A third academic is Professor Sibusiso Vil-Nkomo, who is Research Professor in the Centre for the Advancement of Scholarship at the University of Pretoria. He is chairperson of Mistra. Although he has an impressive academic record, his involvement with Mistra might be more useful and relevant than his academic work.
Dr Siphokazi Magadla is a Senior Lecturer in the Political and International Studies department at Rhodes University. She worked as research consultant for the Security Sector Governance programme of the Institute for Security Studies in Pretoria, focusing on the role of women in peace and security.
Murray Michell is the former head of the Financial Intelligence Centre. During his tenure suspicious transactions by the Gupta family were exposed, leading to their bank accounts being closed. The centre also exposed former South African Revenue Service official Jonas Makwakwa’s irregular financial transactions.
Basetsana Molebatsi is a partner at Harris, Nupen, Molebatsi. In addition to her focus on commercial law, she has a background in advocating for access to information as a human rights lawyer and previously worked with the Open Democracy Advice Centre. She is currently the Chairperson of the Women’s Legal Centre Trust, and is a member of the Advisory Council of the Centre for the Advancement of the South African Constitution. She sits on the board of the non-governmental organisation Open Secrets and she has represented Corruption Watch.
General Andre Pruis is a retired deputy national police commissioner. He was responsible for the police’s visible policing, operational response services, protection and security services and the national inspectorate divisions. Pruis joined the police in 1989 as a brigadier. At the time of his appointment some were of the opinion that the then Director General of the National Intelligence Service, Niel Barnard, wanted Pruis in a senior position in the police to keep Barnard informed about sensitive issues in the Security Branch. Both Pruis and Barnard were previously attached to the University of the Free State.
Silumko Sokupa is a former Deputy Director General of South African Secret Service, as well as a previous coordinator for intelligence at the National Intelligence Co-ordinating Committee. He was part of the ANC’s armed wing in exile and worked with the late Chris Hani in Lesotho. Sokupa (aka Soks) rose to a senior position in the ANC’s Swaziland politico-military committee. After the 1994 election he was in charge of the amalgamation of the Eastern Cape region of the new National Intelligence Agency. He also did a two-year secondment to Correctional Services, then moved to South African Secret Service in 2000.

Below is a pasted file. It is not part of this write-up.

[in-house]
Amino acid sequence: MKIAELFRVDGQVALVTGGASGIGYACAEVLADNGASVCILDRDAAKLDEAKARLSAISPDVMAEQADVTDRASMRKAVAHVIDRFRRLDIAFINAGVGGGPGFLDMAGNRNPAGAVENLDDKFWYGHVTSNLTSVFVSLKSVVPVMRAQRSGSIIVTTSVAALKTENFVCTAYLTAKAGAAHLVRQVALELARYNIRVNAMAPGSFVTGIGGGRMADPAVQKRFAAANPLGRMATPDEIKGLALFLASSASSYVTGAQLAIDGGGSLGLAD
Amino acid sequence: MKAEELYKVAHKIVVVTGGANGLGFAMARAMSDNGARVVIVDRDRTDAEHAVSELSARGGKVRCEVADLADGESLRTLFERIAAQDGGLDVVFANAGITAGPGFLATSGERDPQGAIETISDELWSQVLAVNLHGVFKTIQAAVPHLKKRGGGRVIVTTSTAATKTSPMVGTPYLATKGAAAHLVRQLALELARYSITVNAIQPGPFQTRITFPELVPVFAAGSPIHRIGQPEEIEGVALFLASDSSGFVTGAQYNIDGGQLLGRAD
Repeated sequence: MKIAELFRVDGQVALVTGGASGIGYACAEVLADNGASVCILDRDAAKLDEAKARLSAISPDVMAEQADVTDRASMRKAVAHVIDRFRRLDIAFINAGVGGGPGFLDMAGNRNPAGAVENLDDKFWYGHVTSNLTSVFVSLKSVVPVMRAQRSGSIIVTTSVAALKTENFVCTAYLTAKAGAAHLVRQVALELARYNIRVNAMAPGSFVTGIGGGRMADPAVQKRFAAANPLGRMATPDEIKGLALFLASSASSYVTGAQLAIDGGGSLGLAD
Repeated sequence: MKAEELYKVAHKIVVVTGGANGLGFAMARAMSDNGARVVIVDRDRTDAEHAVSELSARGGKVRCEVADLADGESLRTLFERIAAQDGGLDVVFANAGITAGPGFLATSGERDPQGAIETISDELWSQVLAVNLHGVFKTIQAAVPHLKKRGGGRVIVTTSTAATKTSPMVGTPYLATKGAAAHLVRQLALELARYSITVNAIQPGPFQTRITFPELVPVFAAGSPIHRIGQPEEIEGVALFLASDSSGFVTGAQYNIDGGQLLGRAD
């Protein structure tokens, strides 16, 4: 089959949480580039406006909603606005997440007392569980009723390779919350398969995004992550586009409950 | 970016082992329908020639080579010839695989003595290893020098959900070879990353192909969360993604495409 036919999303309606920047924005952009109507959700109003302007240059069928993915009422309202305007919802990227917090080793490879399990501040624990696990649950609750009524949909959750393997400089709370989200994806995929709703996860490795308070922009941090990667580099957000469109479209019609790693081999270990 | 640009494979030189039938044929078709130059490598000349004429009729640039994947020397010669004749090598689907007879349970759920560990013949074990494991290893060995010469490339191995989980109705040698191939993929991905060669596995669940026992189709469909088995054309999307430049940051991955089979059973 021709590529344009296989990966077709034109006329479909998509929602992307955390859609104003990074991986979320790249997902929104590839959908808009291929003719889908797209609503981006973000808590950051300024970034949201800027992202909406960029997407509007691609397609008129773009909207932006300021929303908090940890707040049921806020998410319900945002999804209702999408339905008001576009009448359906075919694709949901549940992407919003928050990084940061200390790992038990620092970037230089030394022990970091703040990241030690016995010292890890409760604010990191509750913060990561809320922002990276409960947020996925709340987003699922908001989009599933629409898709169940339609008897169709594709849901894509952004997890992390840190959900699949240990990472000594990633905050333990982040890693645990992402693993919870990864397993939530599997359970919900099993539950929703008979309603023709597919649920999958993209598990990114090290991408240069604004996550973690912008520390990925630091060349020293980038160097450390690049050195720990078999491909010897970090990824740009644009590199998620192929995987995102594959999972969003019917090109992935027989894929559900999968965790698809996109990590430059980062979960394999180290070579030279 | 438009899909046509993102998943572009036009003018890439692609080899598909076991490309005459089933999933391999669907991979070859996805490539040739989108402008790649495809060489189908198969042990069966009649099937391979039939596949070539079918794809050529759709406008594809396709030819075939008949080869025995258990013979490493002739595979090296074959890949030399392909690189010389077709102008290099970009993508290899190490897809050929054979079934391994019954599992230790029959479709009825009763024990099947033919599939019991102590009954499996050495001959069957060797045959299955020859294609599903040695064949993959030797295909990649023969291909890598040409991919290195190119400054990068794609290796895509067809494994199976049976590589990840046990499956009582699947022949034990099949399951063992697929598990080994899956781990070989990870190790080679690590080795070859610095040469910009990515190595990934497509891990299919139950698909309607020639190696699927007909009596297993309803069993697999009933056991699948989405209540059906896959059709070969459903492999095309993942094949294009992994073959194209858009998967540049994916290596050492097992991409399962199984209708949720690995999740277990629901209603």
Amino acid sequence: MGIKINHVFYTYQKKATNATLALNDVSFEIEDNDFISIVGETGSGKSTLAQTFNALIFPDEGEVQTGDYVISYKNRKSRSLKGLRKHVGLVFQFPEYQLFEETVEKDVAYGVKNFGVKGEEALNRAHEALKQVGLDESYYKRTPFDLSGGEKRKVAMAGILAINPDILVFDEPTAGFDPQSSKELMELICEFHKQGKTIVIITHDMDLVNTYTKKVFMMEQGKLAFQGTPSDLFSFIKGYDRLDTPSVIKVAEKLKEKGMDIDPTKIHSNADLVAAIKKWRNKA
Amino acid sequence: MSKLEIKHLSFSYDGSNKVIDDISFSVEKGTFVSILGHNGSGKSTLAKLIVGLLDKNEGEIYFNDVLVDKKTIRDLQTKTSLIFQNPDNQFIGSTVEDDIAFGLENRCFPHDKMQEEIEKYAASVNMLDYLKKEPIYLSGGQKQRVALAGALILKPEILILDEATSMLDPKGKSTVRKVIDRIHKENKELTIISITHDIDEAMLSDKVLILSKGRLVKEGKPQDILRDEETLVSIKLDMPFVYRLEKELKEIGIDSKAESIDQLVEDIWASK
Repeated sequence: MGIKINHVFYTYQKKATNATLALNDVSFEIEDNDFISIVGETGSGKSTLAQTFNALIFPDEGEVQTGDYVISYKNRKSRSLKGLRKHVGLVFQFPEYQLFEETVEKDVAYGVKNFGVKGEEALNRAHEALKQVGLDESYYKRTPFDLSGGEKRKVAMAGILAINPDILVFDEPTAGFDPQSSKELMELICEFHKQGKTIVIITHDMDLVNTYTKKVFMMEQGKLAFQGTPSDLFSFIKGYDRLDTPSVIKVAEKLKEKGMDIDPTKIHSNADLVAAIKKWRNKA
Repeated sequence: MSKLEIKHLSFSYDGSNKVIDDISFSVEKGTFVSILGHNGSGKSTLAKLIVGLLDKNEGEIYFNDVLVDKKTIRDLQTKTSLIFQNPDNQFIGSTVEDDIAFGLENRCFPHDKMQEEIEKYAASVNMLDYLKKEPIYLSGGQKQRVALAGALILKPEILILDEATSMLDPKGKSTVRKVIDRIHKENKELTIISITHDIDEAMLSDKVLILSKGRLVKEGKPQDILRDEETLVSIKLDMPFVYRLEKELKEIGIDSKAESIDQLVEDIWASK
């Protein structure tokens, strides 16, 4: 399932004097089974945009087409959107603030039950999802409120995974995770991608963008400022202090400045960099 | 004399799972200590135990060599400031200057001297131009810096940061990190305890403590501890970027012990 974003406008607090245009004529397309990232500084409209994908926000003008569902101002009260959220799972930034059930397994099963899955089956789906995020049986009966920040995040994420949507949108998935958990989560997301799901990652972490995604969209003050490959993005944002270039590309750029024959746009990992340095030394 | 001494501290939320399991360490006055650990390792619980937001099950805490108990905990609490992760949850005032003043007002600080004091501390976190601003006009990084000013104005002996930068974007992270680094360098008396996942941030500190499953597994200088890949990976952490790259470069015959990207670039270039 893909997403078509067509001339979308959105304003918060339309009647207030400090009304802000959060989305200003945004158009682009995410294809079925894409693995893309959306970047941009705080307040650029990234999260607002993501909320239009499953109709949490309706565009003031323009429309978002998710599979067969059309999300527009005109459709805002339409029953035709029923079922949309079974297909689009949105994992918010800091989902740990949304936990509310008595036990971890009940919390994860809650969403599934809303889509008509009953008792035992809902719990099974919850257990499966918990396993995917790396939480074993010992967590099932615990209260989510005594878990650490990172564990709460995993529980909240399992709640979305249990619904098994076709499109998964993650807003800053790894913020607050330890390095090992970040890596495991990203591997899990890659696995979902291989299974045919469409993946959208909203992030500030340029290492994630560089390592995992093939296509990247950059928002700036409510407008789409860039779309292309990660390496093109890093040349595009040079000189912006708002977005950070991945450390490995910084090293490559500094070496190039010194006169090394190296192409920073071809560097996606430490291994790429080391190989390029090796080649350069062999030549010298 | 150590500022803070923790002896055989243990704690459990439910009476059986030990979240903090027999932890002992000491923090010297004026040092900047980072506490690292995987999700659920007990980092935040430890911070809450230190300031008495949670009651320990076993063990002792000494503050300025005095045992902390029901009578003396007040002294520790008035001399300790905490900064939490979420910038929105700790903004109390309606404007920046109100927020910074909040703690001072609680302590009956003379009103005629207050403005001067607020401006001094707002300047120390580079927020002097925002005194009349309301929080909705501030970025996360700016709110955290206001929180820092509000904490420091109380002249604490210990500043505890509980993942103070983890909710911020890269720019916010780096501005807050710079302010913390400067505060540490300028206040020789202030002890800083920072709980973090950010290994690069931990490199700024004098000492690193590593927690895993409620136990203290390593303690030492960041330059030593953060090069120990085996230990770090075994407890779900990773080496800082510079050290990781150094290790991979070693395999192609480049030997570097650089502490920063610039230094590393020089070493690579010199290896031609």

The answer to the question of whether the panel has the required experience and balance to help solve the mess at the State Security Agency is probably only a conditional yes. Some commentators have observed that the panel is “loaded with Mbeki and Ramaphosa people’’, without reflecting other opinions – probably referring to Zuma loyalists – but this view is at best mischievous, but more likely disingenuous; it is Zuma and his cohorts that brought the State Security Agency and other intelligence and security structures to the precipice of dysfunctionality, unable to protect themselves from corruption or prevent the state capture project.
Maybe the more relevant question is whether the panel has the right mix to ensure that the country not only ends up with an intelligence architecture that can ensure the required degree of secrecy, but also an openness and transparency that should be expected from a constitutional democracy, with Canada and Australia probably two good examples of such equilibrium. The panel does not seem too heavy on securocrats and a number of panellists could be expected to favour effective oversight and intelligence that respect civil rights and not only “state security”. This is important against the background of a warning that Professor Laurie Nathan sounded in 2017:
“What is known – from revelations, leaks and investigations over the past 20 years – is that the intelligence services have not been adequately transformed since South Africa’s transition to democracy. The services have more in common with their apartheid-era predecessors than with the principles of the country’s democratic constitution.’’
In its reaction on June 17, the SA Communist Party raised another important point. The party welcomed the intelligence review panel, but also called “for a similar review of the police crime intelligence, the police as a whole, including the Hawks, as well as the prosecution, to establish how on earth the rot of corporate state capture took place as if these authorities were non-existent, and for a firm, corrective action to be taken.’’ Defence intelligence should be added to this list.